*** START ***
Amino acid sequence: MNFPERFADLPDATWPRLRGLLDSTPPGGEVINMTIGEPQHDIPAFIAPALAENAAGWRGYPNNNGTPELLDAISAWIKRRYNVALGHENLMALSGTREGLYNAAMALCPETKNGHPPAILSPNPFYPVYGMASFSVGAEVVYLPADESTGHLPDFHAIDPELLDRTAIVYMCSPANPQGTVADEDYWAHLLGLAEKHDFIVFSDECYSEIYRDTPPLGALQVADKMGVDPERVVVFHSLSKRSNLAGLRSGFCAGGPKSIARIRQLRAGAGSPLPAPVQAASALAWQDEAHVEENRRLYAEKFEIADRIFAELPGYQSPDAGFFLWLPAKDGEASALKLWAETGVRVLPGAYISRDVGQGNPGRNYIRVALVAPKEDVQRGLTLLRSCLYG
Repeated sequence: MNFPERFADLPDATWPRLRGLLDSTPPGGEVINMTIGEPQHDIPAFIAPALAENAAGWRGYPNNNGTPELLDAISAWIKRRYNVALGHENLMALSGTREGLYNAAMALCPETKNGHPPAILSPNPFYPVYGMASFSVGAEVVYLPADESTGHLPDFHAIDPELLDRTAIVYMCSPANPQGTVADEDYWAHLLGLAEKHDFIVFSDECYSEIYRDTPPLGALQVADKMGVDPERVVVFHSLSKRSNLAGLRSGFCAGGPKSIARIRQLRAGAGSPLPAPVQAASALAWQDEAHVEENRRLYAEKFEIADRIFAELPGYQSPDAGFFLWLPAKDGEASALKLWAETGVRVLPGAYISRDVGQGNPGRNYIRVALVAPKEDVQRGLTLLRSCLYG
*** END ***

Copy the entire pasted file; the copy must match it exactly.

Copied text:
Amino acid sequence: MNFPERFADLPDATWPRLRGLLDSTPPGGEVINMTIGEPQHDIPAFIAPALAENAAGWRGYPNNNGTPELLDAISAWIKRRYNVALGHENLMALSGTREGLYNAAMALCPETKNGHPPAILSPNPFYPVYGMASFSVGAEVVYLPADESTGHLPDFHAIDPELLDRTAIVYMCSPANPQGTVADEDYWAHLLGLAEKHDFIVFSDECYSEIYRDTPPLGALQVADKMGVDPERVVVFHSLSKRSNLAGLRSGFCAGGPKSIARIRQLRAGAGSPLPAPVQAASALAWQDEAHVEENRRLYAEKFEIADRIFAELPGYQSPDAGFFLWLPAKDGEASALKLWAETGVRVLPGAYISRDVGQGNPGRNYIRVALVAPKEDVQRGLTLLRSCLYG
Repeated sequence: MNFPERFADLPDATWPRLRGLLDSTPPGGEVINMTIGEPQHDIPAFIAPALAENAAGWRGYPNNNGTPELLDAISAWIKRRYNVALGHENLMALSGTREGLYNAAMALCPETKNGHPPAILSPNPFYPVYGMASFSVGAEVVYLPADESTGHLPDFHAIDPELLDRTAIVYMCSPANPQGTVADEDYWAHLLGLAEKHDFIVFSDECYSEIYRDTPPLGALQVADKMGVDPERVVVFHSLSKRSNLAGLRSGFCAGGPKSIARIRQLRAGAGSPLPAPVQAASALAWQDEAHVEENRRLYAEKFEIADRIFAELPGYQSPDAGFFLWLPAKDGEASALKLWAETGVRVLPGAYISRDVGQGNPGRNYIRVALVAPKEDVQRGLTLLRSCLYG